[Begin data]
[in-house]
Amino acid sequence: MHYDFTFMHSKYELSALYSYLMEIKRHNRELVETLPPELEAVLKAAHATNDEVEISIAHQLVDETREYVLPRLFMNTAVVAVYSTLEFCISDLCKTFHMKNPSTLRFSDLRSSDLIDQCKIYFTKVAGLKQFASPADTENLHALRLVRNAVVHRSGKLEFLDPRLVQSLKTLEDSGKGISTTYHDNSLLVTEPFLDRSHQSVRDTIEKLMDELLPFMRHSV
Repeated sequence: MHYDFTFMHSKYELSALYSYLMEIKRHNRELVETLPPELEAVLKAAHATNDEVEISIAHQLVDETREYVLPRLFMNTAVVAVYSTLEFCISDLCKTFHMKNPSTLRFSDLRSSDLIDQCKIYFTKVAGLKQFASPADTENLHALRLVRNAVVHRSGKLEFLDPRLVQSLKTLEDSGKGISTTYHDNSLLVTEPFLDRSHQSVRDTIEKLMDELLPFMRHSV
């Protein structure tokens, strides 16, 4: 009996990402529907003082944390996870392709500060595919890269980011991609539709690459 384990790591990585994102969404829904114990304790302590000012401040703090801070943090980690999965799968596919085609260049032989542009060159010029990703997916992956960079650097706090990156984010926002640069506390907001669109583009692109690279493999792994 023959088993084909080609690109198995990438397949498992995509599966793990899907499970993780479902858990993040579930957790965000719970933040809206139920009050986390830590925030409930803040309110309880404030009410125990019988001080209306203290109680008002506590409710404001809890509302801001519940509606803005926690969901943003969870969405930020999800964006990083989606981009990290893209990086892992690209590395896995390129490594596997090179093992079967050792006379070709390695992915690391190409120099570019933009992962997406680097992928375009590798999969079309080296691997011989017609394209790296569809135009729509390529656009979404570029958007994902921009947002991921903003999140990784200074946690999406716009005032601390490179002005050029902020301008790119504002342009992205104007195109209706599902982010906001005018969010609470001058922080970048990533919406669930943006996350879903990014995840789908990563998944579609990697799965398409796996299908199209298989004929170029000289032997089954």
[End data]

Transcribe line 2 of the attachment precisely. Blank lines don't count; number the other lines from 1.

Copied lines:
Amino acid sequence: MHYDFTFMHSKYELSALYSYLMEIKRHNRELVETLPPELEAVLKAAHATNDEVEISIAHQLVDETREYVLPRLFMNTAVVAVYSTLEFCISDLCKTFHMKNPSTLRFSDLRSSDLIDQCKIYFTKVAGLKQFASPADTENLHALRLVRNAVVHRSGKLEFLDPRLVQSLKTLEDSGKGISTTYHDNSLLVTEPFLDRSHQSVRDTIEKLMDELLPFMRHSV